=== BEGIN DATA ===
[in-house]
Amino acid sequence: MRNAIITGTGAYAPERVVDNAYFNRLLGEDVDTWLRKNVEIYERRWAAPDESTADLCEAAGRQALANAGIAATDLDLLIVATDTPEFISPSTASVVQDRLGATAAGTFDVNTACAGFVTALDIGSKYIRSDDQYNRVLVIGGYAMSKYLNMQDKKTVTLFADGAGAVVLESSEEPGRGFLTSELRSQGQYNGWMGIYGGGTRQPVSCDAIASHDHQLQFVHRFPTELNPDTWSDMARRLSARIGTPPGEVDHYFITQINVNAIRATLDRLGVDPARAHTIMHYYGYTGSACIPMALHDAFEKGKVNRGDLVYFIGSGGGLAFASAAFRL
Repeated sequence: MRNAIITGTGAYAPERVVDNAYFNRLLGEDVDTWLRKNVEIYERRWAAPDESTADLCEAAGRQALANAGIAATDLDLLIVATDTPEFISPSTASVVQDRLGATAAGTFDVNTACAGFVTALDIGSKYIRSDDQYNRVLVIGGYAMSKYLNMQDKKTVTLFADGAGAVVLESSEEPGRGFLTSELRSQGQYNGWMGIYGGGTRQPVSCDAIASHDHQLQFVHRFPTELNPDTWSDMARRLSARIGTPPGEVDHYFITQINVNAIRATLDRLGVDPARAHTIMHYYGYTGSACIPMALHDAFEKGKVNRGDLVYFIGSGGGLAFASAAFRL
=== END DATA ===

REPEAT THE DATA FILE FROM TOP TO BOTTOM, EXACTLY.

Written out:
[in-house]
Amino acid sequence: MRNAIITGTGAYAPERVVDNAYFNRLLGEDVDTWLRKNVEIYERRWAAPDESTADLCEAAGRQALANAGIAATDLDLLIVATDTPEFISPSTASVVQDRLGATAAGTFDVNTACAGFVTALDIGSKYIRSDDQYNRVLVIGGYAMSKYLNMQDKKTVTLFADGAGAVVLESSEEPGRGFLTSELRSQGQYNGWMGIYGGGTRQPVSCDAIASHDHQLQFVHRFPTELNPDTWSDMARRLSARIGTPPGEVDHYFITQINVNAIRATLDRLGVDPARAHTIMHYYGYTGSACIPMALHDAFEKGKVNRGDLVYFIGSGGGLAFASAAFRL
Repeated sequence: MRNAIITGTGAYAPERVVDNAYFNRLLGEDVDTWLRKNVEIYERRWAAPDESTADLCEAAGRQALANAGIAATDLDLLIVATDTPEFISPSTASVVQDRLGATAAGTFDVNTACAGFVTALDIGSKYIRSDDQYNRVLVIGGYAMSKYLNMQDKKTVTLFADGAGAVVLESSEEPGRGFLTSELRSQGQYNGWMGIYGGGTRQPVSCDAIASHDHQLQFVHRFPTELNPDTWSDMARRLSARIGTPPGEVDHYFITQINVNAIRATLDRLGVDPARAHTIMHYYGYTGSACIPMALHDAFEKGKVNRGDLVYFIGSGGGLAFASAAFRL